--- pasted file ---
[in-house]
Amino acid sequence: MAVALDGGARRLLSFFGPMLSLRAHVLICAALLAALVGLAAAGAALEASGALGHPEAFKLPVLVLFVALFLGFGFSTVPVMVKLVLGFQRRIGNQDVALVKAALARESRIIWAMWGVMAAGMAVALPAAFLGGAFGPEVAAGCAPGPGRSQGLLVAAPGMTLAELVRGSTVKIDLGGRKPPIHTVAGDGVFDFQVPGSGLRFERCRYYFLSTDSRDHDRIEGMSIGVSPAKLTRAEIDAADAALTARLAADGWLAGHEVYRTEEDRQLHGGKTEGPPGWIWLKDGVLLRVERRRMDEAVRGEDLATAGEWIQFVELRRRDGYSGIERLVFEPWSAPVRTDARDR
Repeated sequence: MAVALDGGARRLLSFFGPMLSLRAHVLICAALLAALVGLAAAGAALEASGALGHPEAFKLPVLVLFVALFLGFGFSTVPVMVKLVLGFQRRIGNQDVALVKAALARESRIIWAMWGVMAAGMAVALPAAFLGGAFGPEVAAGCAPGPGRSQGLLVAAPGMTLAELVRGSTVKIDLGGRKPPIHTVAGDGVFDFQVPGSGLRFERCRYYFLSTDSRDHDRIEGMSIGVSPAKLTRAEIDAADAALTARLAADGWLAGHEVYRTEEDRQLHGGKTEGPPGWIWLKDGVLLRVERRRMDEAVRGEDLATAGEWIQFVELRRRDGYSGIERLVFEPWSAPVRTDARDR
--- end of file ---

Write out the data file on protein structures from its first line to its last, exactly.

[in-house]
Amino acid sequence: MAVALDGGARRLLSFFGPMLSLRAHVLICAALLAALVGLAAAGAALEASGALGHPEAFKLPVLVLFVALFLGFGFSTVPVMVKLVLGFQRRIGNQDVALVKAALARESRIIWAMWGVMAAGMAVALPAAFLGGAFGPEVAAGCAPGPGRSQGLLVAAPGMTLAELVRGSTVKIDLGGRKPPIHTVAGDGVFDFQVPGSGLRFERCRYYFLSTDSRDHDRIEGMSIGVSPAKLTRAEIDAADAALTARLAADGWLAGHEVYRTEEDRQLHGGKTEGPPGWIWLKDGVLLRVERRRMDEAVRGEDLATAGEWIQFVELRRRDGYSGIERLVFEPWSAPVRTDARDR
Repeated sequence: MAVALDGGARRLLSFFGPMLSLRAHVLICAALLAALVGLAAAGAALEASGALGHPEAFKLPVLVLFVALFLGFGFSTVPVMVKLVLGFQRRIGNQDVALVKAALARESRIIWAMWGVMAAGMAVALPAAFLGGAFGPEVAAGCAPGPGRSQGLLVAAPGMTLAELVRGSTVKIDLGGRKPPIHTVAGDGVFDFQVPGSGLRFERCRYYFLSTDSRDHDRIEGMSIGVSPAKLTRAEIDAADAALTARLAADGWLAGHEVYRTEEDRQLHGGKTEGPPGWIWLKDGVLLRVERRRMDEAVRGEDLATAGEWIQFVELRRRDGYSGIERLVFEPWSAPVRTDARDR